★ ★ ★ ★ ★

Blue River

Bluff Road to Shemak Road:
A swift, intimate trout stream meandering through soaring hills and sweeping vistas (not to mention some of the biggest boulders in the Driftless Area, the Blue River is a beguiling gem in southwestern Wisconsin. The only caveat is catching it high enough with adequate water, which is rare.

Blue River

Rating: ☆ ☆ ☆ ☆ ☆
Trip Report Date: May 5, 2018

Skill Level: Intermediate
Class Difficulty: Class I

≈5′ per mile

Gauge Recorded on this Trip:
Platte River (Rockville): ht/ft: 4.5 | cfs: 280
Black Earth Creek (Black Earth): ht/ft: 2.5 | cfs: 100
Gauge note: Both of these are correlation gauges and are offered only as approximate metrics, since there is no gauge for the Blue River.

Current Levels:
Platte River (Rockville): ht/ft: 3.83 | cfs: 78.1
Black Earth Creek (Black Earth): ht/ft: 2.02 | cfs: 25.4

Recommended Levels:
We recommend these levels. That said, it should be noted that these are high levels for both gauges, and yet not much lower than these will be doable except for scraping/walking in the shallows. 5′ on the Platte and 3′ on Black Earth Creek would be ideal correlations.

Bluff Road, north of Monfort, Wisconsin
GPS: 43.00385, -90.43648
Shemak Road, north of Snow Bottoms State Natural Area
GPS: 43.07636, -90.48361

Time: Put in at 3:30p. Out at 7:10p.
Total Time: 3h 40m
Miles Paddled: 10.5

Alternate Trip Ideas:
Bowers Road to Shemak Road (6.25 Miles)

Turkey vultures, turkey, geese, deer, wood ducks, beaver, muskrat, a snake, green heron and colorful songbirds.

Shuttle Information:

Ten or so miles with some tough hills for bike-shuttling.

A couple years ago we came across a little guide produced by the Wisconsin DNR about paddling state natural areas (or SNAs, to keep the three-letter abbreviations going). In it we found a recommended trip down the Blue River surrounded by the Snow Bottom SNA. (Indeed, it’s the very first listed trip.) Here’s what it says about the river:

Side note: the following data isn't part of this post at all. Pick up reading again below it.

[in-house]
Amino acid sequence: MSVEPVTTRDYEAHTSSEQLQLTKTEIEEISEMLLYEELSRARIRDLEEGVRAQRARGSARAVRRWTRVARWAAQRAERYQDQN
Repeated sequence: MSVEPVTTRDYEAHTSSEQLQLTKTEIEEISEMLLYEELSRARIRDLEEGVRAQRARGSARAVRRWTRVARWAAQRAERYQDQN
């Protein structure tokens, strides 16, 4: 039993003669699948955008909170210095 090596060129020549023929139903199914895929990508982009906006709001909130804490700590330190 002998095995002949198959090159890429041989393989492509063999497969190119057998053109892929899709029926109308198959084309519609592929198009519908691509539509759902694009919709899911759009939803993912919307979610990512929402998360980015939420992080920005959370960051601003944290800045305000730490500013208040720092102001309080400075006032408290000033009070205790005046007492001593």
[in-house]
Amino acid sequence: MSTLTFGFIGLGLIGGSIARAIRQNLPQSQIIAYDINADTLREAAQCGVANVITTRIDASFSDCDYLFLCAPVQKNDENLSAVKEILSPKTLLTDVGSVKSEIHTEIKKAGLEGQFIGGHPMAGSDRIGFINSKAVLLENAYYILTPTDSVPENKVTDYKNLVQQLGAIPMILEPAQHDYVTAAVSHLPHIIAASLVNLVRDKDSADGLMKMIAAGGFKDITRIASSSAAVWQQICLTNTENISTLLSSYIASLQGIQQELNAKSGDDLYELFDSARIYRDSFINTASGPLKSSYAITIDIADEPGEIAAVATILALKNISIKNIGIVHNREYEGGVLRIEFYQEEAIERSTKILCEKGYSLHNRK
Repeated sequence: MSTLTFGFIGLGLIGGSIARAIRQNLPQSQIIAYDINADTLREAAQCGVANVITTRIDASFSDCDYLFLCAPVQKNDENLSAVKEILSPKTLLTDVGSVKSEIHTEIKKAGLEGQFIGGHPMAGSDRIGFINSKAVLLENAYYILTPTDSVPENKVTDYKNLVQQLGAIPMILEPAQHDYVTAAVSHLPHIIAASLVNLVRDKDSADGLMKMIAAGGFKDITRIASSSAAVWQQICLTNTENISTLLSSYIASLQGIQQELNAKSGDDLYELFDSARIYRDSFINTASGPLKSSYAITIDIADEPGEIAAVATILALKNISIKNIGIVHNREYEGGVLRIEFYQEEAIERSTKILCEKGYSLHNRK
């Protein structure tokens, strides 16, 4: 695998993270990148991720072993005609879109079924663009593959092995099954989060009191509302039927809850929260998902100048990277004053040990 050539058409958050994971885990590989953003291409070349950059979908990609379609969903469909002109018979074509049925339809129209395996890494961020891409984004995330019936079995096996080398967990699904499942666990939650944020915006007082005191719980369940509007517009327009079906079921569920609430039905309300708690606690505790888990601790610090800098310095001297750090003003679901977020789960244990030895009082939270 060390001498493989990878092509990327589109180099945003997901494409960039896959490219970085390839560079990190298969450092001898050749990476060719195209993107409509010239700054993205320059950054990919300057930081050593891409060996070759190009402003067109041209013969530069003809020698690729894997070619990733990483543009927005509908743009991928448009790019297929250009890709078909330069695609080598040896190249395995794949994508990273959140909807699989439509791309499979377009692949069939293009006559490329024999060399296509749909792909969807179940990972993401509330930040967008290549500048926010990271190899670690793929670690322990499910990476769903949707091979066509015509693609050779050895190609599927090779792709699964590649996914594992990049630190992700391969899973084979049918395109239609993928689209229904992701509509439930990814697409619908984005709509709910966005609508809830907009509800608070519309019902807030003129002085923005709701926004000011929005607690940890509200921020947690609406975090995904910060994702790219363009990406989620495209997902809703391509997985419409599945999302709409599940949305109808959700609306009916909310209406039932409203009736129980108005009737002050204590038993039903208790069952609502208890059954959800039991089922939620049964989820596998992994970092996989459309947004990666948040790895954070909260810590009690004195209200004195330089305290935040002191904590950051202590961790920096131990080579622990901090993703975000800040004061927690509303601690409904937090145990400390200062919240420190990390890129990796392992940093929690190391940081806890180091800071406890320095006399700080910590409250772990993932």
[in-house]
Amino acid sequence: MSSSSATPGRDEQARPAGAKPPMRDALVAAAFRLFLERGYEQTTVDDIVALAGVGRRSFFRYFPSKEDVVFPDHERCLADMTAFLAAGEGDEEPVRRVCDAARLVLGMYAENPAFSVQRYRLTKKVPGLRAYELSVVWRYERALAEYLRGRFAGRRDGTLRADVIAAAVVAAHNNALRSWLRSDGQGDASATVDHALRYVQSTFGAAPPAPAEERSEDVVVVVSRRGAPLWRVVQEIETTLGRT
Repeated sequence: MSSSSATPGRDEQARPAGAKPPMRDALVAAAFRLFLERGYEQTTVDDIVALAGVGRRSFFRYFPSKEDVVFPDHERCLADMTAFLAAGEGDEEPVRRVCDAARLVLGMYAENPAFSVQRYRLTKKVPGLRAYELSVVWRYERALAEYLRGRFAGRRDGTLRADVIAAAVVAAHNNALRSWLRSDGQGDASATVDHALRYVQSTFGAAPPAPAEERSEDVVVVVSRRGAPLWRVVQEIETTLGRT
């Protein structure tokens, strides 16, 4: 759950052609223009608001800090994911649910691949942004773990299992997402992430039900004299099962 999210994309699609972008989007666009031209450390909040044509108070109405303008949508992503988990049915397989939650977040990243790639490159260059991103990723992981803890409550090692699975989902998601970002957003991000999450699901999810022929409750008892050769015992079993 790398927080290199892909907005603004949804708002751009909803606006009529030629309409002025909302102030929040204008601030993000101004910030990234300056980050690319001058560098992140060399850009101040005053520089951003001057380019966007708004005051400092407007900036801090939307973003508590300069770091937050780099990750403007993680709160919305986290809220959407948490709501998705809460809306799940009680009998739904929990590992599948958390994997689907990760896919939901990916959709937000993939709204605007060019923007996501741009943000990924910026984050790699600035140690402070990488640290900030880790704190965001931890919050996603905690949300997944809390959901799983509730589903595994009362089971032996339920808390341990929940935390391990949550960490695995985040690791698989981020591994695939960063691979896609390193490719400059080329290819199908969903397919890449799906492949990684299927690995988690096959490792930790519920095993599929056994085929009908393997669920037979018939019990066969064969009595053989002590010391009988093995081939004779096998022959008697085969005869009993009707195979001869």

The winding Blue River threads its way through the heart of a wild and spectacular southwestern Wisconsin Driftless Area landscape with soaring, rocky bluffs and relict pine forests. A paddle through Snow Bottom on the Blue is rewarding, but possible only with small kayaks during periods of adequate river flow, usually in spring. The river is fed by many springs and affords wonderful trout fishing.

We don’t disagree with any of that – it’s all spot-on – but we did (and still do) find it curious that this obscure trout stream that’s too shallow for practical paddling 90% of the year made it among the top twelve list of the 400+ SNAs across Wisconsin. (Then again, the same brochure lists the Brule Glacial Spillway as one of the recommended paddling destinations, which we did and/or tried to do and found the entire experience both puzzling and impossible, though not without its own rewarding enjoyment.) Nonetheless, the Blue River on this trip does cut through a wild and spectacular valley that was never glaciated, leaving it unscathed in all its undulating and crenulated glory. Steep bluffs and rolling hills one after the other provide the panoramic backdrop, often punctuated with exposed rock outcrops and swaths of pine trees.

What the brochure strangely omits, however, are the spectacular boulder deposits along this trip. Unlike what you’d see in central and northern Wisconsin, where the glaciers left behind massive rocks and erratics, here the boulders are calved off from the rocky bluffs above, having tumbled down the steep hillsides in calamitous fashion. If this trip on the Blue River were a movie, the boulders would be Emmy-nominated supporting actors.

What the brochure gets cannily accurate is the subtle but telling mention of “possible only with small kayaks during periods of adequate river flow.” Let’s spend a second here on these two disclaimers. What’s a “small kayak”? Who knows? I think what’s being alluded to is you’d have a heck of a time paddling a canoe down the Blue River. But any recreational kayak that’s no longer than, say, 13′ would be fine. It’s just that the narrow river – really, more of a creek – meanders like a ribbon in the wind, and there’s lots of obstacles to dodge, up to and including some wires to duck under and cattle gates to ride over. Keep the canoe at home.